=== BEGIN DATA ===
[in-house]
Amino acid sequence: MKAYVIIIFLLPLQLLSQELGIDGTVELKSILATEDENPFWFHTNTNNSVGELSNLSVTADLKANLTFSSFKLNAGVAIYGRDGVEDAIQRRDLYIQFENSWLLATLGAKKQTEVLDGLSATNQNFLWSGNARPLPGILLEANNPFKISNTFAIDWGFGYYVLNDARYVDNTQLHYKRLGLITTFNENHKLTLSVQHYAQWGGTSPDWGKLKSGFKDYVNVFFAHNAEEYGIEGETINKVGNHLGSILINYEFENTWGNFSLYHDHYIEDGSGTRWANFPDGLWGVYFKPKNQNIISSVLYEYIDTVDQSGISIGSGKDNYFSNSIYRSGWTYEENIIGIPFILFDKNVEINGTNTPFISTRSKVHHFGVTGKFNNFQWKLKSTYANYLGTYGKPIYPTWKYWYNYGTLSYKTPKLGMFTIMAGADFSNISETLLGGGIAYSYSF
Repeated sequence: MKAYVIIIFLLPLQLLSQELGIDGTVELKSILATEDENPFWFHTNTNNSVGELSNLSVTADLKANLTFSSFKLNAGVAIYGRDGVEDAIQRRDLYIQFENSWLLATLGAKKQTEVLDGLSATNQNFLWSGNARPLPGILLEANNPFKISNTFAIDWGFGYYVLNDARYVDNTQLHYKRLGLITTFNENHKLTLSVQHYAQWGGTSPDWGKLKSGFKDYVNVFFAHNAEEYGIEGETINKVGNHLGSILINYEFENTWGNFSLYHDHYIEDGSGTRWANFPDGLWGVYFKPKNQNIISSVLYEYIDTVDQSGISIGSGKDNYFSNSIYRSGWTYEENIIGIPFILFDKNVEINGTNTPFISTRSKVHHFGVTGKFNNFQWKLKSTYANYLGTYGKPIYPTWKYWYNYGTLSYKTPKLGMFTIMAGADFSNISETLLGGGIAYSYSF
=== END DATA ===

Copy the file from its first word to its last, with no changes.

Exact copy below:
[in-house]
Amino acid sequence: MKAYVIIIFLLPLQLLSQELGIDGTVELKSILATEDENPFWFHTNTNNSVGELSNLSVTADLKANLTFSSFKLNAGVAIYGRDGVEDAIQRRDLYIQFENSWLLATLGAKKQTEVLDGLSATNQNFLWSGNARPLPGILLEANNPFKISNTFAIDWGFGYYVLNDARYVDNTQLHYKRLGLITTFNENHKLTLSVQHYAQWGGTSPDWGKLKSGFKDYVNVFFAHNAEEYGIEGETINKVGNHLGSILINYEFENTWGNFSLYHDHYIEDGSGTRWANFPDGLWGVYFKPKNQNIISSVLYEYIDTVDQSGISIGSGKDNYFSNSIYRSGWTYEENIIGIPFILFDKNVEINGTNTPFISTRSKVHHFGVTGKFNNFQWKLKSTYANYLGTYGKPIYPTWKYWYNYGTLSYKTPKLGMFTIMAGADFSNISETLLGGGIAYSYSF
Repeated sequence: MKAYVIIIFLLPLQLLSQELGIDGTVELKSILATEDENPFWFHTNTNNSVGELSNLSVTADLKANLTFSSFKLNAGVAIYGRDGVEDAIQRRDLYIQFENSWLLATLGAKKQTEVLDGLSATNQNFLWSGNARPLPGILLEANNPFKISNTFAIDWGFGYYVLNDARYVDNTQLHYKRLGLITTFNENHKLTLSVQHYAQWGGTSPDWGKLKSGFKDYVNVFFAHNAEEYGIEGETINKVGNHLGSILINYEFENTWGNFSLYHDHYIEDGSGTRWANFPDGLWGVYFKPKNQNIISSVLYEYIDTVDQSGISIGSGKDNYFSNSIYRSGWTYEENIIGIPFILFDKNVEINGTNTPFISTRSKVHHFGVTGKFNNFQWKLKSTYANYLGTYGKPIYPTWKYWYNYGTLSYKTPKLGMFTIMAGADFSNISETLLGGGIAYSYSF